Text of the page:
[re: camieabz] [link to this post]
 
2015 2Meg 100% - already done, just need to subsidise access to KA band services. Fortunately most appear to be trying something different.

Well aware of the speed standing, but as I've said in public and private the way the scoring for evaluating best in Europe means the 2015 target is a done deal. Inclusion of retail competition in the scoring means UK will win.

What previous targets has the government missed with regards to broadband? The 2012 USC was moved, not missed and could still be hit if they wanted.

BT/VM are only interested in 100% where the cost between average connections and these harder to reach areas can be subsidised, and they have said as much to the committees in the last year or two.

BTW 11Mbps is not the target superfast for BDUK is >24Mbps i.e. explicitly excludes ADSL2+

Andrew Ferguson, andrew@thinkbroadband.com
www.thinkbroadband.com - formerly known as ADSLguide.org.uk
The author of the above post is a thinkbroadband staff member. It may not constitute an official statement on behalf of thinkbroadband.
Standard User kwikbreaks
(eat-sleep-adslguide) Thu 01-Sep-11 14:11:54
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Re: Virgin Media (Cable) - Staying Urban


[re: panda] [link to this post]
 
In reply to a post by panda:
So why is cable not available in these areas?

VM is a public company and the board are answerable to the company shareholders. They have no obligation to provide a service anywhere at all so they only do so where their research has shown they can get a return on investment. The research must have been over optimistic in the past as VM are carrying debts of ~ £6Bn. Don't expect a big resurgence in their enthusiasm to dig up new streets and fit ducting any time soon as they simply can't afford the investment.
Standard User smurf46
(member) Thu 01-Sep-11 16:58:44
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Re: Virgin Media (Cable) - Staying Urban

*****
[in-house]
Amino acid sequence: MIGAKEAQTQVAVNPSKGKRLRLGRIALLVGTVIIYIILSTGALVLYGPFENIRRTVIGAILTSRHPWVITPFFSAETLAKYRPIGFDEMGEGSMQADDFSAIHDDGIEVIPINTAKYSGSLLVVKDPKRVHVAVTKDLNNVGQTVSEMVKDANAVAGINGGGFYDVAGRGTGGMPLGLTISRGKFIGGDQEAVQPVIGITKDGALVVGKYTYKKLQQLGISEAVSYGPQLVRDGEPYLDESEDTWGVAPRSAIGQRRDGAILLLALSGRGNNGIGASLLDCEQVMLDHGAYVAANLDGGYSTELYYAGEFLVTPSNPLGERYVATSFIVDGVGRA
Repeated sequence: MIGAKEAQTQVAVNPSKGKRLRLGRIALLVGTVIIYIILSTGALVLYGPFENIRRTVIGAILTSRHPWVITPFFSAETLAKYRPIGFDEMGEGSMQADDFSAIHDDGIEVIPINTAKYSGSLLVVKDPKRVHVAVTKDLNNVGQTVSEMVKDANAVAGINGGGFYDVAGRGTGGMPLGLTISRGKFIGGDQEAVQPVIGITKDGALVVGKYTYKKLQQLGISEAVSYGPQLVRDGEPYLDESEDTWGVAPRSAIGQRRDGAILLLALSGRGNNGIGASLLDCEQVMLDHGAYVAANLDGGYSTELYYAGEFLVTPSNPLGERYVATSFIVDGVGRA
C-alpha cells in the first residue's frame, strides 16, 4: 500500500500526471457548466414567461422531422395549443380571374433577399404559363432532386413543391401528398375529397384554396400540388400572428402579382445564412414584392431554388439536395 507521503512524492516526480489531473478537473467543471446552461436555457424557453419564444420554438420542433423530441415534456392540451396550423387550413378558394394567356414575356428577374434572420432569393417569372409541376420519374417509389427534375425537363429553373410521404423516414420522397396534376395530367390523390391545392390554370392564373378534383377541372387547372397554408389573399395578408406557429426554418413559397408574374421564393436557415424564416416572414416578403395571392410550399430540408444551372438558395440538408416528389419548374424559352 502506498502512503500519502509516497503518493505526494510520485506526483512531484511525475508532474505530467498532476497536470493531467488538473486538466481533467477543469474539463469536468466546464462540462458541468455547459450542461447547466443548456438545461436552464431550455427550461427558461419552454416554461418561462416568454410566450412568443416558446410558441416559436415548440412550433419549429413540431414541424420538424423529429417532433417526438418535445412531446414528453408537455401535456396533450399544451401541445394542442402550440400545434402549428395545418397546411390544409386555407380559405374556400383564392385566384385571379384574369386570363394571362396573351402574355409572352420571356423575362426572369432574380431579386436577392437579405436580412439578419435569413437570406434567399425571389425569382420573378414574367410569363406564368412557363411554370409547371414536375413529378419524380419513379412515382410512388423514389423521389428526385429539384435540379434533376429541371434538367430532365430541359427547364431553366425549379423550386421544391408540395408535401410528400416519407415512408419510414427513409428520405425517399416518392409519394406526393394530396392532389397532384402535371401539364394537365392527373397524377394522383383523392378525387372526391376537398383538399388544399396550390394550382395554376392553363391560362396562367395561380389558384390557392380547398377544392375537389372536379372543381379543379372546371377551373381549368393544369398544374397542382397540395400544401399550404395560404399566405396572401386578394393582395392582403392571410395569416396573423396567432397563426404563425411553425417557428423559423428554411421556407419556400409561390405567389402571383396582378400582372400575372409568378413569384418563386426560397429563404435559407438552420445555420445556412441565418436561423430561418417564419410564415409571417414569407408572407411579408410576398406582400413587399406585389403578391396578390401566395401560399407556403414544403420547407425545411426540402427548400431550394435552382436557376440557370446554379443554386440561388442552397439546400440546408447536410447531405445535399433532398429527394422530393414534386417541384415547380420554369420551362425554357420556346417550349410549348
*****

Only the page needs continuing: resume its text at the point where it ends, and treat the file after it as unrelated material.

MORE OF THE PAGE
[re: Anonymous] [link to this post]
 
In reply to a post by Anonymous:
. . . by making the Local loop independent of BT. This could be by making it a separate BT company. A key part being it would not be able to provide service to end users.


Upgrading or replacing the local loop is always going to be a question of commercial investment or public subsidy (which the government has chosen to address locally through BDUK). EDIT: Cable was the great white hope of the 1990s but had to be wholly privately financed so it stalled when the investment dried up. The UK's unique combination of regulatory induced competition and selective price controls (which perhaps have benefited BT's market share) introduce uncertainty which is the bugbear of investment.

There seems to me to be a separate issue of lines not achieving they speeds they should. Rather than OR not dealing with the consumer, perhaps it should. If my (competitive supplier) gas or electricity supply goes down I talk direct to the distribution company that owns the infrastructure not the supplier, or Transco for gas. The market works; in those cases where the infrastructure owner doesn't deal with the consumer: rail and telecomms, it doesn't seem to. A coincidence? Any comments? Virgin media of course is a marriage of ISP and infrastructure owner, as is now being considered for rail!

I note incidentally that BT might in part be addressing this issue with Wholesale FTTC where BT provide and maintain the modem, meaning presumably that they can exercise control over the whole of the connection between exchange, cabinet DSLAM and CP modem, and hopefully better identify and deal with service issues/faults than with the split responsibility tripartite structure of ADSL.

No-one was ever convinced by what I said, but by what they understood.

Edited by smurf46 (Thu 01-Sep-11 19:32:34)

Standard User epyon
(member) Thu 01-Sep-11 17:20:38
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Re: Virgin Media (Cable) - Staying Urban


[re: camieabz] [link to this post]
 
Well in my city of 200k+

theres no vm cable only LLU and 21CN

i ask virgin the reason for this and they said that it would be to expensive =/

now im city has a cable network that has covrage in most of the city but the company went bankrupt

which is a shame i thought VM could/would of bought that up but its probably nowhere near as simple as that no doubt.

funny enough though allot of shops here sell cable routers ......o_0

Though if VM did ever come here in the near future i could easily see myself going for the 100MB package.

BE*Unlimited
My Broadband Speed Test

Edited by epyon (Thu 01-Sep-11 17:21:49)